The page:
violence courthouse to ensure it was on the cutting edge of safety for
victims and provided resources countywide to help stop the cycle of
Evans assembled a committee in Fall 2008, of which Dickler was a
member, to examine operations more closely. Dickler said the committee
met frequently for about a year and solicited the input of state's
attorneys, public defenders and domestic violence advocacy groups. The
committee also looked to other counties to see how they handled domestic
violence cases in their court systems.
"There is no county like Cook in terms of sheer numbers," Dickler
said. "We wanted to make sure that if anyone had good ideas or were
doing things we weren't, that we would benefit from their experience."
The committee recommended civil and criminal domestic violence
matters be centralized in a countywide division, not just Chicago. Where
domestic cases could be heard in either criminal or civil division
courts, bringing everything under the umbrella of one domestic violence
division unifies criminal and civil cases and unifies the city with the
rest of the county. It also ensures the same quality of services and
training countywide, she said.
Dickler said the division allows for more uniform case management and
thus better protection for victims. For instance, she said, in cases
where a victim does not want to pursue a case in court or realizes she
can't win but still feels threatened, the division will help with orders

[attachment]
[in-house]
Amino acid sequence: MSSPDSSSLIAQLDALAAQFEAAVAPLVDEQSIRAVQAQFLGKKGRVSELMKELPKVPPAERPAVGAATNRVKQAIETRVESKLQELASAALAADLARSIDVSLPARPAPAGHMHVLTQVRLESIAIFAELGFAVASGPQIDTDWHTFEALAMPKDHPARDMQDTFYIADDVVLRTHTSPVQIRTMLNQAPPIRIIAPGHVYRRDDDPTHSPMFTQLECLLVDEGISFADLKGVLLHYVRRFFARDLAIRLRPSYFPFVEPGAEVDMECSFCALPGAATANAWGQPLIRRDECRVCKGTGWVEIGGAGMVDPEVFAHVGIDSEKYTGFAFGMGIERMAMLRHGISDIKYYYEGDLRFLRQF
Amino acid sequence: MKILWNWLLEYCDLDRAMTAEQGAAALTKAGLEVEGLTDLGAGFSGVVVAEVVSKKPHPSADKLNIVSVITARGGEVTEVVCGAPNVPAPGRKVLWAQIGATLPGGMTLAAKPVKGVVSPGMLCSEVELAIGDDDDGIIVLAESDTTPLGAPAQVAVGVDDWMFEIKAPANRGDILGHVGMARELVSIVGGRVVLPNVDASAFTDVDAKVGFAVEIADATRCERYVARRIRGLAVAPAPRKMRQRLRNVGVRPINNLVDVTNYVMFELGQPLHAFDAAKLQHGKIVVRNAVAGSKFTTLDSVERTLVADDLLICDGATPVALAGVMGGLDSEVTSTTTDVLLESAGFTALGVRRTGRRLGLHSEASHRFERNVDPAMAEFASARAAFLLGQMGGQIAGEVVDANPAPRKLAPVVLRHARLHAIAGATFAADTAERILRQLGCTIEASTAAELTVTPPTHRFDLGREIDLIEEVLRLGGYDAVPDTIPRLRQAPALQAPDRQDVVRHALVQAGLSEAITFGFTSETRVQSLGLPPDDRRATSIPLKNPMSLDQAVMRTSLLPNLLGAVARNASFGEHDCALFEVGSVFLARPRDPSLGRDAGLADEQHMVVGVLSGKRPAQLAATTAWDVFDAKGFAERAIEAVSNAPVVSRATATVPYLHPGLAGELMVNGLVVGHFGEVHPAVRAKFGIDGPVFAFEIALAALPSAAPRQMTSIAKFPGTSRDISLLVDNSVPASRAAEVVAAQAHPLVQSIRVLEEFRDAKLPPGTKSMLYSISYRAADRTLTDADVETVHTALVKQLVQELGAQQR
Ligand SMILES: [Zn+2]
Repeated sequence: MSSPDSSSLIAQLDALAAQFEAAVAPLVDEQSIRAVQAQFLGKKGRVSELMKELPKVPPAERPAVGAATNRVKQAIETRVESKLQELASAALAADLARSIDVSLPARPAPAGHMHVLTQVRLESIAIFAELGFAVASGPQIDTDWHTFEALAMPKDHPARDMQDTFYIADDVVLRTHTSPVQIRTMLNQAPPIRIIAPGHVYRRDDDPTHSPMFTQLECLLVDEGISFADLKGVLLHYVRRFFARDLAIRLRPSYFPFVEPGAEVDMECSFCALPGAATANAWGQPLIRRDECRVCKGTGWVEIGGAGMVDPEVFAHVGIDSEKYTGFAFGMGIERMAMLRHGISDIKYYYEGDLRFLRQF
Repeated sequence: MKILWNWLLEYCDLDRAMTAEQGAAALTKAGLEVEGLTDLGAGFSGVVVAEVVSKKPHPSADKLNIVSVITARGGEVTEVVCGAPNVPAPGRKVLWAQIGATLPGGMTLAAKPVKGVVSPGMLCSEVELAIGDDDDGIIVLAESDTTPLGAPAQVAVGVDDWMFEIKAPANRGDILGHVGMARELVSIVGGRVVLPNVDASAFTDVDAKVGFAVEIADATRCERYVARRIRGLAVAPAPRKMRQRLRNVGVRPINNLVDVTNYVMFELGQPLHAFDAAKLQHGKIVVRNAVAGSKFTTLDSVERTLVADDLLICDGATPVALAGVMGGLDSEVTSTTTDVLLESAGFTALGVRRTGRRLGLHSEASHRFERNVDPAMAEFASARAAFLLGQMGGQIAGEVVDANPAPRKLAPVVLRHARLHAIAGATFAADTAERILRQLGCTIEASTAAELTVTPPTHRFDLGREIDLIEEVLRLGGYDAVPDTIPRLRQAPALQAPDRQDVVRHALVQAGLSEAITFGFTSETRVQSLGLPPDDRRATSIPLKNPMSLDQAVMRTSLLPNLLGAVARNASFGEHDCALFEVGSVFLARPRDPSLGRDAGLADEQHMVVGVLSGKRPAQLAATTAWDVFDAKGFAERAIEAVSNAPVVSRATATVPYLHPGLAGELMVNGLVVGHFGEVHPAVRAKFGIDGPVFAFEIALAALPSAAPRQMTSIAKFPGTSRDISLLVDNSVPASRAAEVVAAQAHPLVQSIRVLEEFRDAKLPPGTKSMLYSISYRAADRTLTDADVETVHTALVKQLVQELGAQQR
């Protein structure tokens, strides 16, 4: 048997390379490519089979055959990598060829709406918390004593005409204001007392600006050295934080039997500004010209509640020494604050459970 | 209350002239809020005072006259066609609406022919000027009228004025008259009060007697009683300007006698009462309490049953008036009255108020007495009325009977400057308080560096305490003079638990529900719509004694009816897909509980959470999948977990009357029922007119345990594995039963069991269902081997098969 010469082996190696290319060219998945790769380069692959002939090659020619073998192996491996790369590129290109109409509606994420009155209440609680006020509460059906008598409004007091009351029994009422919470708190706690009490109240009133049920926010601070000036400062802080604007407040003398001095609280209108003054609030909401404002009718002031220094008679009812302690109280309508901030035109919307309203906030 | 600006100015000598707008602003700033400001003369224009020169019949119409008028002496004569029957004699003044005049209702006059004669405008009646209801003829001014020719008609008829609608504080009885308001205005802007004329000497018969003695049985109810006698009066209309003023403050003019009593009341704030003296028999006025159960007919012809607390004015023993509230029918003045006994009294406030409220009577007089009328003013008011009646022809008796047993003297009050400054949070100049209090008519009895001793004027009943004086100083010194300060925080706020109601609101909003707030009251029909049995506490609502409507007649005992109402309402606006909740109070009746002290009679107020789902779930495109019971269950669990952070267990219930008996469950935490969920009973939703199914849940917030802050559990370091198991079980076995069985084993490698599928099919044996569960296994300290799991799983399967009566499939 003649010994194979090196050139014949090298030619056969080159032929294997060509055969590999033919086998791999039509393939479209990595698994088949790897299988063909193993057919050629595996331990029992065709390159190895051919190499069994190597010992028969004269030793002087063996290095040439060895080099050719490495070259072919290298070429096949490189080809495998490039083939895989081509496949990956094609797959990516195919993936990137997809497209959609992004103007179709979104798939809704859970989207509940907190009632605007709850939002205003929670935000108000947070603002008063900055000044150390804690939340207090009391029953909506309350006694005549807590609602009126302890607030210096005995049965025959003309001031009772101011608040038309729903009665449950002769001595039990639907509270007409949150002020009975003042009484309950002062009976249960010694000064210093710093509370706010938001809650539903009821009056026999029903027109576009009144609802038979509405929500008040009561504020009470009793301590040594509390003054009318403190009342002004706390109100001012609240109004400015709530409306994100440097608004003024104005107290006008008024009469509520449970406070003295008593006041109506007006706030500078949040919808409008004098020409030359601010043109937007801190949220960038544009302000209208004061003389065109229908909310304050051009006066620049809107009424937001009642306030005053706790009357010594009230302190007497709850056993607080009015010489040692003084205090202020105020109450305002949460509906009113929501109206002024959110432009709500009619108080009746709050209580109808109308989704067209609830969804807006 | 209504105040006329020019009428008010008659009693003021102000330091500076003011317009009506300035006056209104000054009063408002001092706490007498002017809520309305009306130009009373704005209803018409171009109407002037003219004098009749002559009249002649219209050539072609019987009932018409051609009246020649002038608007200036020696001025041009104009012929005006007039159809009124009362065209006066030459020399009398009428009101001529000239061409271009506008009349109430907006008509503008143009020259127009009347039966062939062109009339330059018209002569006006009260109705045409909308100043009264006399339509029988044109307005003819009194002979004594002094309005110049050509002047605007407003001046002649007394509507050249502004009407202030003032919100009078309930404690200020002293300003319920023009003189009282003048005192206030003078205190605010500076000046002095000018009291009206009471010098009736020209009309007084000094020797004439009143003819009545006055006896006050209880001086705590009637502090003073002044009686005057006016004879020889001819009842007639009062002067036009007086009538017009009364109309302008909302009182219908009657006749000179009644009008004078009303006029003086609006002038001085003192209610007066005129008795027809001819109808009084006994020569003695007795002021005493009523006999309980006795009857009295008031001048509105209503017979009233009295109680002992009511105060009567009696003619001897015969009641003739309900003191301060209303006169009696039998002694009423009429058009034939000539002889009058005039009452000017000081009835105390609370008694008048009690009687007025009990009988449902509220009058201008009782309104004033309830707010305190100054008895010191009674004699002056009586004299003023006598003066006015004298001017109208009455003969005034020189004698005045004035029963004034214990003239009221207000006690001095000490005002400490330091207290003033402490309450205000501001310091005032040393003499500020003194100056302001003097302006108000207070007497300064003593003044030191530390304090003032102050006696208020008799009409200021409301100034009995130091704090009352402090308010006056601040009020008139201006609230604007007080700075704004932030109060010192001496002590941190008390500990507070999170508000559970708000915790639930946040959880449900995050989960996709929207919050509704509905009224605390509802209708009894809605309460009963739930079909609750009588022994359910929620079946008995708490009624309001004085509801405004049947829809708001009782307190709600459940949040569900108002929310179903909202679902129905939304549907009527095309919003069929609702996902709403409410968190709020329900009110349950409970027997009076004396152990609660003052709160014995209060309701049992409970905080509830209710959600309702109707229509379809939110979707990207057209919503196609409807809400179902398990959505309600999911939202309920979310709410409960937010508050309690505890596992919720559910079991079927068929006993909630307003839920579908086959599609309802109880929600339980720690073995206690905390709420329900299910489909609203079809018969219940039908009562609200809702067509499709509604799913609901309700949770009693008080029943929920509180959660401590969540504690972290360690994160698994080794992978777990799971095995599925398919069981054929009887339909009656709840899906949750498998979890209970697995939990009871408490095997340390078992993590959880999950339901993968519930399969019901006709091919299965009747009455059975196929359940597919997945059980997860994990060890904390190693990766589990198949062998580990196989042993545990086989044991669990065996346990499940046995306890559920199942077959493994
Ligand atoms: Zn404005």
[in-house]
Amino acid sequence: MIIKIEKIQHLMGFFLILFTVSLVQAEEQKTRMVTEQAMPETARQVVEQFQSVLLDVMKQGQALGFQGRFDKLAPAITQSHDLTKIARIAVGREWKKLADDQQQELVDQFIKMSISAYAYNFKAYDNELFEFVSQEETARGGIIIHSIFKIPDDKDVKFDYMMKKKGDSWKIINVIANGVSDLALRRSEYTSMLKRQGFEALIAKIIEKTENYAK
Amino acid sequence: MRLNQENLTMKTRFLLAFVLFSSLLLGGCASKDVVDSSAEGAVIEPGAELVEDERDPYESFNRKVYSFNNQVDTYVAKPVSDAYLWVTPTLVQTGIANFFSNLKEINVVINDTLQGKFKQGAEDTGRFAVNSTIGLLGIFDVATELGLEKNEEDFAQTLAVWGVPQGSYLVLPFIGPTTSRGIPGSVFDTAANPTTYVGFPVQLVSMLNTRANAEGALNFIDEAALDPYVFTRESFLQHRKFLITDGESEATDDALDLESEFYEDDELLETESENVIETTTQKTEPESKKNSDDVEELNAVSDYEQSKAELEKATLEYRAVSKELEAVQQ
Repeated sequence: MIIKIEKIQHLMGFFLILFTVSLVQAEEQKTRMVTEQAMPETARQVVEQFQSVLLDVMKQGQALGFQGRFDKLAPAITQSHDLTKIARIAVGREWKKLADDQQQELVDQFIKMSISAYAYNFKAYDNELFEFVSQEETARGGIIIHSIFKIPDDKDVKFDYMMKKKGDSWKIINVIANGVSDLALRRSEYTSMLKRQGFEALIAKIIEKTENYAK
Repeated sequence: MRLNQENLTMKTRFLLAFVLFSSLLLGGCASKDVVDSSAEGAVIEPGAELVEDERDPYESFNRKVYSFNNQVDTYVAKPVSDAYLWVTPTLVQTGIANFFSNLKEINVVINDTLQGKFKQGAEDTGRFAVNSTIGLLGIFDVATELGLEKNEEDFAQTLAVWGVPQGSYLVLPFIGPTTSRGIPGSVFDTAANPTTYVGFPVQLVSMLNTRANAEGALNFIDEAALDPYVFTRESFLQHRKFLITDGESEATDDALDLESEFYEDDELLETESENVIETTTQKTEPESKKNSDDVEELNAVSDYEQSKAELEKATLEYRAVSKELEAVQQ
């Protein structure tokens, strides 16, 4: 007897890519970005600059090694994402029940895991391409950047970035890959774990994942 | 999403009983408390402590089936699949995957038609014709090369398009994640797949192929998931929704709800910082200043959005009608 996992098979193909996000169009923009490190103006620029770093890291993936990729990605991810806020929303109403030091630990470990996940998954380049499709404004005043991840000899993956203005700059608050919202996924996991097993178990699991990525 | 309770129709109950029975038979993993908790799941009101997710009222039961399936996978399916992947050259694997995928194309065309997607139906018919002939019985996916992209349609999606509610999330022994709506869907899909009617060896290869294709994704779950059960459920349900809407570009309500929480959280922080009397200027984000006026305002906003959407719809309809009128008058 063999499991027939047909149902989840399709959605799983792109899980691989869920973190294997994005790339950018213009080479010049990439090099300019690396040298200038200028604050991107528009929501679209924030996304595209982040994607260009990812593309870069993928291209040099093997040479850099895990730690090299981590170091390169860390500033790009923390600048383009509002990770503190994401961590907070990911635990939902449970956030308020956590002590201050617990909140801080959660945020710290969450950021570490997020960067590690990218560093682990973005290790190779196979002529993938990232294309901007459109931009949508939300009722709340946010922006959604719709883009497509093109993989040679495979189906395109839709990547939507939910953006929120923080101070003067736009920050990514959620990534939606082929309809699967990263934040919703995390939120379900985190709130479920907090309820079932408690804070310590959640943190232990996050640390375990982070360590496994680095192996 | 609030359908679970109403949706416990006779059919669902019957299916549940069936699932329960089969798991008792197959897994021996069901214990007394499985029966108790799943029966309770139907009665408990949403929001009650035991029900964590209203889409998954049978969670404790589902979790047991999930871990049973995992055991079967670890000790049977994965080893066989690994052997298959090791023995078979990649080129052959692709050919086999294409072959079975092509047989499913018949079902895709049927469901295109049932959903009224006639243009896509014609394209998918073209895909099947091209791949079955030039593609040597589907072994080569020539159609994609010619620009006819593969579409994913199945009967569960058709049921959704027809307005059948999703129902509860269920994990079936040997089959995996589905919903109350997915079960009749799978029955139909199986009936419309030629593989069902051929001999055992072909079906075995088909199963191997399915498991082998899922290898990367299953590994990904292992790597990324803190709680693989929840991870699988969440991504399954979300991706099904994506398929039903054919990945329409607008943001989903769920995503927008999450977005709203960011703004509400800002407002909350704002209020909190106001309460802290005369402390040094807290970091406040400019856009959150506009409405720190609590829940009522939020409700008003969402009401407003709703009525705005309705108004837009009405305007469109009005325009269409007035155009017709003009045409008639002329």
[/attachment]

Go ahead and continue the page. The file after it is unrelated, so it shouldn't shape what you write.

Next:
of protection as well.
"Cook County is unique in that it is the largest unified court system
in the country, I believe. In terms of big counties that have the
population of Cook County, I think we're at the forefront with this
division," Dickler said.
Edward Vega is executive editor at the Crisis Center for South
Suburbia, a nonprofit agency that provides emergency shelter and other
essential services - including court advocacy - for victims of domestic
violence and their families. Vega said he favored the more centralized
approach and praised the county for providing additional training to the
division's judicial and nonjudicial staff.
"Lamentably, in the past, we had court officers that really weren't
knowledgeable of domestic violence. It has its own dynamics, its own
complex problems. It's a benefit to victims when all the officers are
trained in domestic violence and all its dynamics," Vega said.
Former Chicago Heights Police Chief and Cook County Assistant State's
Attorney Karla Fiaoni - now an attorney in private practice - long has
been an advocate for victims of domestic violence. She secured federal
funding so the Chicago Heights Police Department could have a unit
dedicated to handling domestic violence-related crimes in the late 1990s
and into the early 2000s.
Fiaoni said she sees quite a few benefits with centralized operations
for domestic violence cases, among them increased importance within the
county court system and having such matters solved in a more equitable
But she wants to see the division in action.
"In theory, it sounds like it's long overdue. If it serves to educate
and bring about equal treatment, if it brings about more
accountability, I'm all for it," she said. "But it's all in the
implementation, and that remains to be seen."